drift of European thought for the last twenty-five years must have see]1 which we have just emerged, because it is a view which is not by any
that there had been a steady ebbing of the humanitarian feeling whicl .l means universally received amongst us. There is, unquestional)ly, still
reached its height about 1830. In England, the contemptibleness of a large class at the North who do not believe that the events of ihe
weakness and poverty, the majesty and moral worth of force, even brut e past year have really any such meaning as we have ascribed to them,
force, the duty of the strong to larrup the weak into industry, th e and who believe that all the wisdom, if not all the right, IaS, in the late
grandeur of big crops and big buildings, and the worthlessness of th e contest, with the South; that the war was a gig;mtic &I, and only
great mass of the human race for any purpose but obedience, had bee!n evil ; that it has ended better than was expected, IJUt that the duty of
preached so faithfully by Carlyle, that society, government, the press4 patriotic men iS now to labor to efface 211 tracts of it, to consign the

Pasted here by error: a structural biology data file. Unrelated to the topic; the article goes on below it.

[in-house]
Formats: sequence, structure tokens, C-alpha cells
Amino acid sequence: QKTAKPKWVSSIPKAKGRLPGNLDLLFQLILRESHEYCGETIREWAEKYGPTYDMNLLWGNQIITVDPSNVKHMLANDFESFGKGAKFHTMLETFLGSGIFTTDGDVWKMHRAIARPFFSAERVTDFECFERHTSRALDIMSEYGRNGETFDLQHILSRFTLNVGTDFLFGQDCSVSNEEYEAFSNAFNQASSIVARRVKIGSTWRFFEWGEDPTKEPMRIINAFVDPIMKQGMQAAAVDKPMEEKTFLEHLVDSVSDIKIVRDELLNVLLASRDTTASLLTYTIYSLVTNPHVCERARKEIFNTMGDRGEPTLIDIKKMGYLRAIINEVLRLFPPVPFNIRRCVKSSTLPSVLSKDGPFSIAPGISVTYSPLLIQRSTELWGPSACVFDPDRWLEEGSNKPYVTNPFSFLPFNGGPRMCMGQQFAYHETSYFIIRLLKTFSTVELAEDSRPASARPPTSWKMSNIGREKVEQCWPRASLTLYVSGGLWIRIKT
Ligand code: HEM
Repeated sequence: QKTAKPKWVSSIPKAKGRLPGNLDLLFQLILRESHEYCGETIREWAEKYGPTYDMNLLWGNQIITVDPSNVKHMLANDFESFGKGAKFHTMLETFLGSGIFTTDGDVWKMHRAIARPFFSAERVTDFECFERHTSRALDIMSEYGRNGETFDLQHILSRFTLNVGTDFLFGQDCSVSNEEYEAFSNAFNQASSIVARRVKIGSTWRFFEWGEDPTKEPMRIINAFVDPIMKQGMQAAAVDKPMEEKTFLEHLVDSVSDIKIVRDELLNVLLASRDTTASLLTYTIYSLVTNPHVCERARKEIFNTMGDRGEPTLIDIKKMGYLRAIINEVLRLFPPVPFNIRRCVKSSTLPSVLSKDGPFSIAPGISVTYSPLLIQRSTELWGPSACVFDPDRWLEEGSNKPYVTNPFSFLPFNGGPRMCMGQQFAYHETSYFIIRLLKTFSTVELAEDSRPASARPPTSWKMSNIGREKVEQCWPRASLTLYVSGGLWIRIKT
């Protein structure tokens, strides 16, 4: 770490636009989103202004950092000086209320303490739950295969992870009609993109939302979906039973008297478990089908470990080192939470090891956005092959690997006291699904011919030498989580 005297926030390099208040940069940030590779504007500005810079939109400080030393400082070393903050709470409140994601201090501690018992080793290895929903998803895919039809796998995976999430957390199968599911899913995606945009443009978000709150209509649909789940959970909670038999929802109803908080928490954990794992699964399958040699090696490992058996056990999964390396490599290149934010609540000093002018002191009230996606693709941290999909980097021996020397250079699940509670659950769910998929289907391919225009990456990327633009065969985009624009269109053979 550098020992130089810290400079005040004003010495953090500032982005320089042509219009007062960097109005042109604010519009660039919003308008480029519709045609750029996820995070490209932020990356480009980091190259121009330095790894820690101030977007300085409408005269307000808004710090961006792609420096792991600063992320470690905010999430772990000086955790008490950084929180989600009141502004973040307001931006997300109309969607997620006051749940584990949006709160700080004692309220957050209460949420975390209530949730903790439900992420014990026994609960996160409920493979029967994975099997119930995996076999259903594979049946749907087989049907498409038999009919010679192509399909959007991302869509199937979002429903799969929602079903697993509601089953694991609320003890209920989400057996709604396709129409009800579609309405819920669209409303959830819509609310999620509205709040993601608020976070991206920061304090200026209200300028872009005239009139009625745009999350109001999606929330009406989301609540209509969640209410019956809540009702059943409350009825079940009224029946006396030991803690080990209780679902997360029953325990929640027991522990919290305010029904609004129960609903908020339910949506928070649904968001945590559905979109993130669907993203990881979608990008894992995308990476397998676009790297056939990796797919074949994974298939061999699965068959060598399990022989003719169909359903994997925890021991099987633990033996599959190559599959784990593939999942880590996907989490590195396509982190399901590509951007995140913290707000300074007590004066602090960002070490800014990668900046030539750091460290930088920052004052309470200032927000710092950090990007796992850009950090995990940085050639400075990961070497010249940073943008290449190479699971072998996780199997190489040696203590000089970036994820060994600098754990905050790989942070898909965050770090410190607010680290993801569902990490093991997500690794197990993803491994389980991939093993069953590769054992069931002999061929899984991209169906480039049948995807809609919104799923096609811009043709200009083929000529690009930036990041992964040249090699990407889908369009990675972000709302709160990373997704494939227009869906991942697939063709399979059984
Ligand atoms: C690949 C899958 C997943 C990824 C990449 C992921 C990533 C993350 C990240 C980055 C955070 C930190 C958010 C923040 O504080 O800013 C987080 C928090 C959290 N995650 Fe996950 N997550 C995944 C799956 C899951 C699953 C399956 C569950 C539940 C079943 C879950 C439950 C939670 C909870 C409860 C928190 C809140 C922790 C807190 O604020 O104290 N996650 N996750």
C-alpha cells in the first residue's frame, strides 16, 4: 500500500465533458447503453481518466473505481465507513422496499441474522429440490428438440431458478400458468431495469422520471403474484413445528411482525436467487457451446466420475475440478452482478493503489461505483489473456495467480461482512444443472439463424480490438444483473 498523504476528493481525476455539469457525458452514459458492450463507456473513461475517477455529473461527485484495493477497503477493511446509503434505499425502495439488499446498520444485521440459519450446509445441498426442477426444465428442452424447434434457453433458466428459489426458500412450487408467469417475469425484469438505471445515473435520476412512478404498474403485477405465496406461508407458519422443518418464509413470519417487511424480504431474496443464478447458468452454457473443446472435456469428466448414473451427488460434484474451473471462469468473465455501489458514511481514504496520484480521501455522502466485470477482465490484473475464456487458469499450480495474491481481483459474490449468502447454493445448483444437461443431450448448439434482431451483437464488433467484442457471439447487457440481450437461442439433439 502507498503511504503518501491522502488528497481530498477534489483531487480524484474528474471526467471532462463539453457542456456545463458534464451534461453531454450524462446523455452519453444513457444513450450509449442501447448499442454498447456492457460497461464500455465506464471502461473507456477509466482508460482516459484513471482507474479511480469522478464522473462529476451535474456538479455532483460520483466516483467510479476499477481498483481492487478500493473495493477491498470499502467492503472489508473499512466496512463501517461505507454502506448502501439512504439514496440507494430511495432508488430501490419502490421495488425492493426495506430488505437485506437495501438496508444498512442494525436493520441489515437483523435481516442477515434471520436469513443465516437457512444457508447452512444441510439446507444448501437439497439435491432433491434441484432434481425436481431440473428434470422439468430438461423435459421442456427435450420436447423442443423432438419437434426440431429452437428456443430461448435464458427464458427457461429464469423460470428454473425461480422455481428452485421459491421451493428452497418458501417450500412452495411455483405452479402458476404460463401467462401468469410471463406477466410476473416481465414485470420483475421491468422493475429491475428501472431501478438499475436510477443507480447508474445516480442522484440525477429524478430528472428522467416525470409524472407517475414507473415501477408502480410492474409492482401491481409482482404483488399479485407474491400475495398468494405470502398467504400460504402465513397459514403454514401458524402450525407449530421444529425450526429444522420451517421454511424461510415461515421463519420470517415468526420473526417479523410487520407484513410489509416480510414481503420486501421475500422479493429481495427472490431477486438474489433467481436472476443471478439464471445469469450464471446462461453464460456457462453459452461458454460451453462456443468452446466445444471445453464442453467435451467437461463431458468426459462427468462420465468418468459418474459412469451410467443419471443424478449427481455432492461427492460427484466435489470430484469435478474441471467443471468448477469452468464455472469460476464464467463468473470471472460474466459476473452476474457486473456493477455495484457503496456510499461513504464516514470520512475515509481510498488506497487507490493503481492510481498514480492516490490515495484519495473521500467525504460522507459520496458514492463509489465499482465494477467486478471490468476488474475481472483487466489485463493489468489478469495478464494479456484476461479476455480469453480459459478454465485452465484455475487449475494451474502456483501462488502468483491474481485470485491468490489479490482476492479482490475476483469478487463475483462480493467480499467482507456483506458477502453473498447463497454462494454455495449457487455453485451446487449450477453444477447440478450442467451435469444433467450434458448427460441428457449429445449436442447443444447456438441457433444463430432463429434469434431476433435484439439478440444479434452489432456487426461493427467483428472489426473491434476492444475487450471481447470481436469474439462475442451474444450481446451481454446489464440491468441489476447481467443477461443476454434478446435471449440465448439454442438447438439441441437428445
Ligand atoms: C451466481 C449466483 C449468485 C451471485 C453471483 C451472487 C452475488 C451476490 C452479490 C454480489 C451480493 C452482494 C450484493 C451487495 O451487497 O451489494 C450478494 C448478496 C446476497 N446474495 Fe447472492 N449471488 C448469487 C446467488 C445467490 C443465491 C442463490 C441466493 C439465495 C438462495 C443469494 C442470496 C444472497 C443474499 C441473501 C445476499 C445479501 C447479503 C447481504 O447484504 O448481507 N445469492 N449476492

and the bar were all infected by his ideas, and they at last found a fit ;- ideas which it brought into prominence to oblivion, ant1 to restore the
ting expression in the establishment of the Saturday Ileviezo and th old Southern theories of government ancl society to their old supremacy
clamor for interference in tho late war on behalf of the South, and endel1 in
minds, and t.o fix in them that there is no such thing as politin producing a scarcely concealed contempt amongst a large portion cIf ical progress possible in America, that wc got as IIC:L~peric~ction at the
the upper classes for every movement which did not promise materia 11 time of the Revolution as me can cyer get, aud that our i,usincas 1101~